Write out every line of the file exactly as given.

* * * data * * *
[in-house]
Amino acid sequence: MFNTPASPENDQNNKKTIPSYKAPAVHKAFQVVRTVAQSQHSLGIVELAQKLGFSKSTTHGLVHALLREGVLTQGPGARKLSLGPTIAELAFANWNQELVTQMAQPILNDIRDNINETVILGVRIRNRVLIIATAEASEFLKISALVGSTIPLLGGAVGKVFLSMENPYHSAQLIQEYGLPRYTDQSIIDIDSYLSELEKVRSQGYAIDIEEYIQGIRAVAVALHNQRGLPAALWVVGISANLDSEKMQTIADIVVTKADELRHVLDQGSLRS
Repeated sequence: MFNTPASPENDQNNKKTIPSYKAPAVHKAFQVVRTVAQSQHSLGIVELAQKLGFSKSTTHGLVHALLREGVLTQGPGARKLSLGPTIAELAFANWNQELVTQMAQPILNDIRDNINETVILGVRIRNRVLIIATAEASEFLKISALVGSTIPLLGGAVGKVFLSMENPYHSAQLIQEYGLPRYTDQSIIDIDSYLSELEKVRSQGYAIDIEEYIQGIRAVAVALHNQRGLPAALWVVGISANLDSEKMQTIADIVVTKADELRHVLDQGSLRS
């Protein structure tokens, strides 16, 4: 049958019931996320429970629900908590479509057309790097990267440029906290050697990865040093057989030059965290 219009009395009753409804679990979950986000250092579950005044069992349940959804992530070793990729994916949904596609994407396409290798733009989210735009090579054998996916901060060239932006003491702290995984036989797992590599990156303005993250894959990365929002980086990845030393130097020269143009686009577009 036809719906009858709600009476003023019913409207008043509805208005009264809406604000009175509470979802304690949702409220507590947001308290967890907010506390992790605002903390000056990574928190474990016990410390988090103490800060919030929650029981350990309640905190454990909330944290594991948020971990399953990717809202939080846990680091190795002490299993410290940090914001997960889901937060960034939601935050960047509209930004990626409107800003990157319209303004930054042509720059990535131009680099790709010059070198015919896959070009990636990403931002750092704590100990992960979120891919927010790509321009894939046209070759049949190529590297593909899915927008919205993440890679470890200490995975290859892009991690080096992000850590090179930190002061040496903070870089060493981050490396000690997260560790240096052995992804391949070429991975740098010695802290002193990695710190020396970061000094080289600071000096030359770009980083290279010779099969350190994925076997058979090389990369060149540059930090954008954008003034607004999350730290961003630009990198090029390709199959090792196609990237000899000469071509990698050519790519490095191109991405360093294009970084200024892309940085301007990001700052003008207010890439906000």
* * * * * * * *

[in-house]
Amino acid sequence: MFNTPASPENDQNNKKTIPSYKAPAVHKAFQVVRTVAQSQHSLGIVELAQKLGFSKSTTHGLVHALLREGVLTQGPGARKLSLGPTIAELAFANWNQELVTQMAQPILNDIRDNINETVILGVRIRNRVLIIATAEASEFLKISALVGSTIPLLGGAVGKVFLSMENPYHSAQLIQEYGLPRYTDQSIIDIDSYLSELEKVRSQGYAIDIEEYIQGIRAVAVALHNQRGLPAALWVVGISANLDSEKMQTIADIVVTKADELRHVLDQGSLRS
Repeated sequence: MFNTPASPENDQNNKKTIPSYKAPAVHKAFQVVRTVAQSQHSLGIVELAQKLGFSKSTTHGLVHALLREGVLTQGPGARKLSLGPTIAELAFANWNQELVTQMAQPILNDIRDNINETVILGVRIRNRVLIIATAEASEFLKISALVGSTIPLLGGAVGKVFLSMENPYHSAQLIQEYGLPRYTDQSIIDIDSYLSELEKVRSQGYAIDIEEYIQGIRAVAVALHNQRGLPAALWVVGISANLDSEKMQTIADIVVTKADELRHVLDQGSLRS
């Protein structure tokens, strides 16, 4: 049958019931996320429970629900908590479509057309790097990267440029906290050697990865040093057989030059965290 219009009395009753409804679990979950986000250092579950005044069992349940959804992530070793990729994916949904596609994407396409290798733009989210735009090579054998996916901060060239932006003491702290995984036989797992590599990156303005993250894959990365929002980086990845030393130097020269143009686009577009 036809719906009858709600009476003023019913409207008043509805208005009264809406604000009175509470979802304690949702409220507590947001308290967890907010506390992790605002903390000056990574928190474990016990410390988090103490800060919030929650029981350990309640905190454990909330944290594991948020971990399953990717809202939080846990680091190795002490299993410290940090914001997960889901937060960034939601935050960047509209930004990626409107800003990157319209303004930054042509720059990535131009680099790709010059070198015919896959070009990636990403931002750092704590100990992960979120891919927010790509321009894939046209070759049949190529590297593909899915927008919205993440890679470890200490995975290859892009991690080096992000850590090179930190002061040496903070870089060493981050490396000690997260560790240096052995992804391949070429991975740098010695802290002193990695710190020396970061000094080289600071000096030359770009980083290279010779099969350190994925076997058979090389990369060149540059930090954008954008003034607004999350730290961003630009990198090029390709199959090792196609990237000899000469071509990698050519790519490095191109991405360093294009970084200024892309940085301007990001700052003008207010890439906000």